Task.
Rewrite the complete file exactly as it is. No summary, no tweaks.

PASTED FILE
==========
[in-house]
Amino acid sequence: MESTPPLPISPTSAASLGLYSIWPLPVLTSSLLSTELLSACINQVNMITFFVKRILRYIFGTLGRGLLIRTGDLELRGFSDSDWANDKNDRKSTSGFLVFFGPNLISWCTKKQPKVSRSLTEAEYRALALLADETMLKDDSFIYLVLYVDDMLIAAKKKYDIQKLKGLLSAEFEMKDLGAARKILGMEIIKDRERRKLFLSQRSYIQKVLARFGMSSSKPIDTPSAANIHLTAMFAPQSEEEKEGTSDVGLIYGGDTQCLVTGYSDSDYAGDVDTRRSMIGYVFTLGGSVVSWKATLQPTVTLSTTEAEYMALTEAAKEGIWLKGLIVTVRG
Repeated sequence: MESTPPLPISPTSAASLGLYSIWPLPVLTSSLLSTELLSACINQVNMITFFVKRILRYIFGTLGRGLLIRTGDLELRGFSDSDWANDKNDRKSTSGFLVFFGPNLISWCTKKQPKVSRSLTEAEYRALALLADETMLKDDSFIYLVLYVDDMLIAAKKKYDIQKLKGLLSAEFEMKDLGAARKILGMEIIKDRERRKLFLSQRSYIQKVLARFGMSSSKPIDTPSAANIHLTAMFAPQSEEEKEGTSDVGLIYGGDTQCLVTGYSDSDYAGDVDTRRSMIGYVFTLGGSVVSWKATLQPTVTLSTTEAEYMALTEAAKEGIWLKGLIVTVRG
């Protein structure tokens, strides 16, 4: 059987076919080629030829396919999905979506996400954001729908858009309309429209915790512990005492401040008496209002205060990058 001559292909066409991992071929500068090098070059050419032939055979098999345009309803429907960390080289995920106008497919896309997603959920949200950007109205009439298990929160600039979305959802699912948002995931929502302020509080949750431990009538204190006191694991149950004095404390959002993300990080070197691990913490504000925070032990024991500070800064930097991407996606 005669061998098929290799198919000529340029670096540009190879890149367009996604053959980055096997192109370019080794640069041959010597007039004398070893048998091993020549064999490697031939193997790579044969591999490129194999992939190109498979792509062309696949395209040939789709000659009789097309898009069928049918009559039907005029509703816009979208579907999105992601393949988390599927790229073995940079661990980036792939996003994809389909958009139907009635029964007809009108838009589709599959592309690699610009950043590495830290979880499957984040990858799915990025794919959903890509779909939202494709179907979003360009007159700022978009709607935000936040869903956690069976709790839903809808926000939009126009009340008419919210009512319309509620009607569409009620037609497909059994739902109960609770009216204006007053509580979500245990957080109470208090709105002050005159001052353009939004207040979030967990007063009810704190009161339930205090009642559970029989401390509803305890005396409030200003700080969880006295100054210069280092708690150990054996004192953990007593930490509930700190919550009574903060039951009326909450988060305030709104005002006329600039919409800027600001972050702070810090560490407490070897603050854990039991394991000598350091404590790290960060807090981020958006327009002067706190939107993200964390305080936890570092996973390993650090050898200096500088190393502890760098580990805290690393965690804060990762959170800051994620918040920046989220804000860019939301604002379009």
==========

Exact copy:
[in-house]
Amino acid sequence: MESTPPLPISPTSAASLGLYSIWPLPVLTSSLLSTELLSACINQVNMITFFVKRILRYIFGTLGRGLLIRTGDLELRGFSDSDWANDKNDRKSTSGFLVFFGPNLISWCTKKQPKVSRSLTEAEYRALALLADETMLKDDSFIYLVLYVDDMLIAAKKKYDIQKLKGLLSAEFEMKDLGAARKILGMEIIKDRERRKLFLSQRSYIQKVLARFGMSSSKPIDTPSAANIHLTAMFAPQSEEEKEGTSDVGLIYGGDTQCLVTGYSDSDYAGDVDTRRSMIGYVFTLGGSVVSWKATLQPTVTLSTTEAEYMALTEAAKEGIWLKGLIVTVRG
Repeated sequence: MESTPPLPISPTSAASLGLYSIWPLPVLTSSLLSTELLSACINQVNMITFFVKRILRYIFGTLGRGLLIRTGDLELRGFSDSDWANDKNDRKSTSGFLVFFGPNLISWCTKKQPKVSRSLTEAEYRALALLADETMLKDDSFIYLVLYVDDMLIAAKKKYDIQKLKGLLSAEFEMKDLGAARKILGMEIIKDRERRKLFLSQRSYIQKVLARFGMSSSKPIDTPSAANIHLTAMFAPQSEEEKEGTSDVGLIYGGDTQCLVTGYSDSDYAGDVDTRRSMIGYVFTLGGSVVSWKATLQPTVTLSTTEAEYMALTEAAKEGIWLKGLIVTVRG
């Protein structure tokens, strides 16, 4: 059987076919080629030829396919999905979506996400954001729908858009309309429209915790512990005492401040008496209002205060990058 001559292909066409991992071929500068090098070059050419032939055979098999345009309803429907960390080289995920106008497919896309997603959920949200950007109205009439298990929160600039979305959802699912948002995931929502302020509080949750431990009538204190006191694991149950004095404390959002993300990080070197691990913490504000925070032990024991500070800064930097991407996606 005669061998098929290799198919000529340029670096540009190879890149367009996604053959980055096997192109370019080794640069041959010597007039004398070893048998091993020549064999490697031939193997790579044969591999490129194999992939190109498979792509062309696949395209040939789709000659009789097309898009069928049918009559039907005029509703816009979208579907999105992601393949988390599927790229073995940079661990980036792939996003994809389909958009139907009635029964007809009108838009589709599959592309690699610009950043590495830290979880499957984040990858799915990025794919959903890509779909939202494709179907979003360009007159700022978009709607935000936040869903956690069976709790839903809808926000939009126009009340008419919210009512319309509620009607569409009620037609497909059994739902109960609770009216204006007053509580979500245990957080109470208090709105002050005159001052353009939004207040979030967990007063009810704190009161339930205090009642559970029989401390509803305890005396409030200003700080969880006295100054210069280092708690150990054996004192953990007593930490509930700190919550009574903060039951009326909450988060305030709104005002006329600039919409800027600001972050702070810090560490407490070897603050854990039991394991000598350091404590790290960060807090981020958006327009002067706190939107993200964390305080936890570092996973390993650090050898200096500088190393502890760098580990805290690393965690804060990762959170800051994620918040920046989220804000860019939301604002379009």